- step 1, the promising innovative medicines (PIM) designation
- step 2, the early access to medicines scientific opinion.
Friday, 21 March 2014
The Early Access to Medicines Scheme (EAMS)
Announcement from the UK's Medicines and Healthcare Products Regulatory Agency:
"The Early Access to Medicines Scheme (EAMS) aims to give patients with life threatening or seriously debilitating conditions access to medicines that do not yet have a marketing authorisation when there is a defined unmet medical need.
Under the scheme, Medicines and Healthcare products Regulatory Agency (MHRA), will give a scientific opinion on a new medicine or indication that has demonstrated a positive risk/benefit balance.
The scheme will begin taking applications from companies from early April 2014. MHRA will provide advice on the scheme when it is launched and we look forward to receiving applications from then.
The scheme is voluntary and the opinion from MHRA does not replace the normal licensing procedures for medicines.
MHRA is responsible for the scientific aspects of the scheme and the scientific opinion will be provided after a two-step evaluation process:
The PIM designation will give an indication that a product may be eligible for the Early Access to Medicines Scheme (based on early clinical data). The PIM designation will be issued after an MHRA scientific meeting and could be given several years before the product is licensed.
Companies who want to move to step 2 must hold a PIM designation and provide further relevant data on quality, safety and efficacy.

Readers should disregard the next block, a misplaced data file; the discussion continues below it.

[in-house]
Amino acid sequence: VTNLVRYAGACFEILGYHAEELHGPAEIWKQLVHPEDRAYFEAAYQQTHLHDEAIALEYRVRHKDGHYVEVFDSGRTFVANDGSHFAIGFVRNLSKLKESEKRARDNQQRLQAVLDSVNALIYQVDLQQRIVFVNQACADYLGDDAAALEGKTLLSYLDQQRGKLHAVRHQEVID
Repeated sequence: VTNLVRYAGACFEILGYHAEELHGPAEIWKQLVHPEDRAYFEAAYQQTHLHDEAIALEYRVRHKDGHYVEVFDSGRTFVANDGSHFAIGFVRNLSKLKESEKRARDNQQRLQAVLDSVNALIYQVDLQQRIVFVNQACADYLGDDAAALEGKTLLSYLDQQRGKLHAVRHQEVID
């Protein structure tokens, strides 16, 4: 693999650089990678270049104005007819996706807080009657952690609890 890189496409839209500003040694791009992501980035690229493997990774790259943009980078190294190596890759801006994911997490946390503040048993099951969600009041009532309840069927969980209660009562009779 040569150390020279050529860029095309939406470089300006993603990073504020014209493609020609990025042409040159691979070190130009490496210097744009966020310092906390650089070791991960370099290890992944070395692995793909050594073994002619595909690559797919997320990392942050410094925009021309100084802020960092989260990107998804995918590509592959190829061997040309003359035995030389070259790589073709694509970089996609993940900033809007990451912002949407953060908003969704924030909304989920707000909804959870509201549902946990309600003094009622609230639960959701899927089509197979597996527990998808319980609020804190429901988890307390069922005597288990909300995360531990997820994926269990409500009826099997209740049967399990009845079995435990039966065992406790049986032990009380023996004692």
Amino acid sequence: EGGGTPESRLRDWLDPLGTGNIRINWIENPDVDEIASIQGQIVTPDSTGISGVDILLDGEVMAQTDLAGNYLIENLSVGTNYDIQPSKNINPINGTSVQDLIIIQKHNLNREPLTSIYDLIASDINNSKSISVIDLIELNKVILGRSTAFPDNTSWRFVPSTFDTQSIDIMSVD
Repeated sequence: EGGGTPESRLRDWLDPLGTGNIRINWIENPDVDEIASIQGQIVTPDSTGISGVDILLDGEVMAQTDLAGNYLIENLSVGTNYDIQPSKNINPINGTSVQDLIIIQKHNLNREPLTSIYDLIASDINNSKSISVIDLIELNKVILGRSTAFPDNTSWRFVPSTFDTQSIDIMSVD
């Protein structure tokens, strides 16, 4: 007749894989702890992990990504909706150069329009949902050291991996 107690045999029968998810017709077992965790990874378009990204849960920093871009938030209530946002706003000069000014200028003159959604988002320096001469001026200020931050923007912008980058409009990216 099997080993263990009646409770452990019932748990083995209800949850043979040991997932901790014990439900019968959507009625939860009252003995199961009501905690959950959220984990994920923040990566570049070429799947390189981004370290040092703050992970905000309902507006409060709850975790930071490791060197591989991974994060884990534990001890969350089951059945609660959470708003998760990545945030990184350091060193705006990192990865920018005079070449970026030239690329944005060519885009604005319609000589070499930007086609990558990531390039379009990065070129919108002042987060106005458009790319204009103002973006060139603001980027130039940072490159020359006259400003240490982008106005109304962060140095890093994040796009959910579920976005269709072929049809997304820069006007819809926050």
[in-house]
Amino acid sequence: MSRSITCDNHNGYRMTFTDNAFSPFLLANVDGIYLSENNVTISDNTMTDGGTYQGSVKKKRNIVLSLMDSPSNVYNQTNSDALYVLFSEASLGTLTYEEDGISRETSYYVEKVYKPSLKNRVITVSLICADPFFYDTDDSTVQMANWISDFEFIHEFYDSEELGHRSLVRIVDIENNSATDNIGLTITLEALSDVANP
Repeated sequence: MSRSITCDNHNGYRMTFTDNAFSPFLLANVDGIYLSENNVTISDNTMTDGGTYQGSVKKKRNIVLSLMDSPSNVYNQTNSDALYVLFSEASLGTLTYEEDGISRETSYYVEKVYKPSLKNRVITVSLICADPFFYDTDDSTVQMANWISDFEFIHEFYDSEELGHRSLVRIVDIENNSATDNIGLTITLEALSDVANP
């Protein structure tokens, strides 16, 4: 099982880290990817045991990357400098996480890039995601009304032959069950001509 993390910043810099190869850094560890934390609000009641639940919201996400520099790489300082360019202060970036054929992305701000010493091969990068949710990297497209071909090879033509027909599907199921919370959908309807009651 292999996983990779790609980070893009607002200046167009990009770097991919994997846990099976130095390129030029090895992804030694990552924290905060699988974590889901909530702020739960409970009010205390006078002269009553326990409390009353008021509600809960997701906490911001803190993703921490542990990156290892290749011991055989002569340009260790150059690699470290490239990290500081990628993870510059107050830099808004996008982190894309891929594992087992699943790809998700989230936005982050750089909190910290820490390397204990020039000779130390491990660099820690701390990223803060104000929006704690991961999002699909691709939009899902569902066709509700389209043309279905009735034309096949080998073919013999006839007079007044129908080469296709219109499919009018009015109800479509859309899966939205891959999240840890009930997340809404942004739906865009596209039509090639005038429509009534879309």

Early access to medicines scientific opinion
The scientific opinion will describe the benefits and risks of the medicine, based on the information submitted to MHRA by an applicant after sufficient data have been gathered from the patients who will benefit from the medicine. The opinion will support the prescriber and patient to make a decision on whether to use the medicine before its licence is approved".
Announcing the scheme on 14 March, Dr Ian Hudson, Chief Executive of the Medicines and Healthcare Products Regulatory Agency said:
“We are delighted that the Early Access to Medicines Scheme will be launched in April 2014. The scheme is intended to enable patient access to medicines for treatment of life threatening or seriously debilitating conditions where there is an unmet need. This is a major new development in medicines policy in the UK.
“The scheme offers a way by which unlicensed medicines can be available to patients before approval of a licence to benefit public health. It will also enable companies to gain additional knowledge and experience of these medicines in clinical use.”
That's got to be good news for people with mesothelioma, especially those who have had the standard treatment of Alimta and cisplatin (or carboplatin) and whose cancer starts to grow again. When you each the stage of second, third, fourth line treatment (or more), few people have the time or the option to take part in a clinical trial, especially where there is a 50-50 chance of getting a placebo, rather than the trial drug.
I do hope that the drug companies take up this option if the initial results in a clinical trial look promising.